Blog Posts Respond To Selection Of Jim Yong Kim To Lead World Bank
The World Bank on Monday selected U.S.-nominated Jim Yong Kim, a Korean-American physician and anthropologist, as its new president. The following is a summary of blog posts and commentary published in response to his election.
- Roger Bate, American Enterprise Institute’s (AEI) “EnterpriseBlog”: “Much as expected, Dr. Jim Kim, President Obama’s nominee, is to become the new head of the World Bank,” Bate, a Legatum Fellow in global prosperity at AEI, writes, noting, “Many articles and blog posts have decried his lack of economic policy experience, which is normally considered crucial at the World Bank.” He continues, “[W]hile this concern is undoubtedly true, most commentators assume that since he is a health expert, he’ll at least be good for global public health. I beg to differ.” Bate highlights a WHO initiative run by Kim, which “failed to hit its target,” to support his argument (4/17).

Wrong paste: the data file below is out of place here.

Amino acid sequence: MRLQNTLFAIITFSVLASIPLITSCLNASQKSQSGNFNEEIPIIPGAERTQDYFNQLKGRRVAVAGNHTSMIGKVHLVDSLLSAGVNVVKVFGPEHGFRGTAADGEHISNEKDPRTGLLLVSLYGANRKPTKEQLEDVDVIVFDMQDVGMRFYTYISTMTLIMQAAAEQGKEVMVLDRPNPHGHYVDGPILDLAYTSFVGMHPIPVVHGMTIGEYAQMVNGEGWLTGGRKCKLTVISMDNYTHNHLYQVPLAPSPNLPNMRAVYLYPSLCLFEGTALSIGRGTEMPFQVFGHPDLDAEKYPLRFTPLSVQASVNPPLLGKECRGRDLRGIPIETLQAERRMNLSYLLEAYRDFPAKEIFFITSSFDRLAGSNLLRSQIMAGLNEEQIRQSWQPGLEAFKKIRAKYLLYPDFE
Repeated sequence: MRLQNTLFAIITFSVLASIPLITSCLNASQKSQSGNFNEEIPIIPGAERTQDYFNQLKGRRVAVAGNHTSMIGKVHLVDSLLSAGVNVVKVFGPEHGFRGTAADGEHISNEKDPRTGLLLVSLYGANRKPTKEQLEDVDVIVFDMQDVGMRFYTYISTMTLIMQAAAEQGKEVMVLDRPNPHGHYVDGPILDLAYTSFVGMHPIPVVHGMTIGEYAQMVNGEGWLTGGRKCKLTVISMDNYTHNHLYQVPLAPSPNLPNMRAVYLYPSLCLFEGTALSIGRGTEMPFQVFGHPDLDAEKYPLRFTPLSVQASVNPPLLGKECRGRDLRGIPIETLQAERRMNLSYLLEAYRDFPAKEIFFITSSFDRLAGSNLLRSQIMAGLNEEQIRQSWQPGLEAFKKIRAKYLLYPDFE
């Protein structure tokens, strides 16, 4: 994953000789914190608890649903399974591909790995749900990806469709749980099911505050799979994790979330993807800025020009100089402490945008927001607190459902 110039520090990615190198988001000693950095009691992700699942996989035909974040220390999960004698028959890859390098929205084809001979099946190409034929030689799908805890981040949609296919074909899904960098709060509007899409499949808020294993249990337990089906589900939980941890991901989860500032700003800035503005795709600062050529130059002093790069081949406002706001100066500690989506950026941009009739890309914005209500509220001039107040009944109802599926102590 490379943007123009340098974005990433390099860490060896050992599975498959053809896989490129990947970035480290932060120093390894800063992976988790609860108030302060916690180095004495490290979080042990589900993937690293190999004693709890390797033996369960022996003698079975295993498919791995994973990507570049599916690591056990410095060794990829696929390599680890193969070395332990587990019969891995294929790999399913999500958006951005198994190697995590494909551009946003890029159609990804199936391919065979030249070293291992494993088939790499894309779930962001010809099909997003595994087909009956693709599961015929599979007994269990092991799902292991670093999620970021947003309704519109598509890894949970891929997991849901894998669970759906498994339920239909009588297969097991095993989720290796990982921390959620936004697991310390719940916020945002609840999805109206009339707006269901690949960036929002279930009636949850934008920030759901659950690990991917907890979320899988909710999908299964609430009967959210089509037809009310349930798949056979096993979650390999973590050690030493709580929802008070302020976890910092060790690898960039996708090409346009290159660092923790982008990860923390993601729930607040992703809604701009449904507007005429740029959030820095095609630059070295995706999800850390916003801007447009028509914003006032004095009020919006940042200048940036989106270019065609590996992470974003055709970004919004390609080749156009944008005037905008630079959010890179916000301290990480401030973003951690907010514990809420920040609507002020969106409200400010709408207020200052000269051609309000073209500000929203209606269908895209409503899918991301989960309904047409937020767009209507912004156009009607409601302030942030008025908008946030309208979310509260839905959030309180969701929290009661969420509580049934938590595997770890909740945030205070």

- Devi Sridhar, Chatham House’s “Expert Comment”: “The nomination by the U.S. Government of physician Jim Yong Kim for the World Bank Presidency triggered the usual debate over the fairness of the electoral process, as well as intense scrutiny of Kim’s qualifications and experience,” Sridhar, an associate fellow at Chatham’s Centre on Global Health Security, writes. “But missing in all this furor was what the appointment of Dr. Kim, a leading figure in global health and a former director of the HIV/AIDS department at the World Health Organization, would mean for global health,” she continues, concluding, “Kim now has an opportunity to make the Bank an admired leader in global health — one that recognizes that health is special and unlike any other commodity” (4/17).
- Barbara Stocking, Financial Times’ “beyondbrics” blog: “Jim Yong Kim will be aware that the World Bank is at a crossroads, and that he will need to steer it to a new mandate and fresh direction,” Stocking, chief executive of Oxfam Great Britain, writes. “A key contribution the Bank can make right now to tackle inequality is to aggressively work with countries to help them abolish health user fees and expand access to good quality education. Poor people need to be able to go to the doctor and send their children to school without paying — otherwise they can’t and won’t,” she argues (4/17).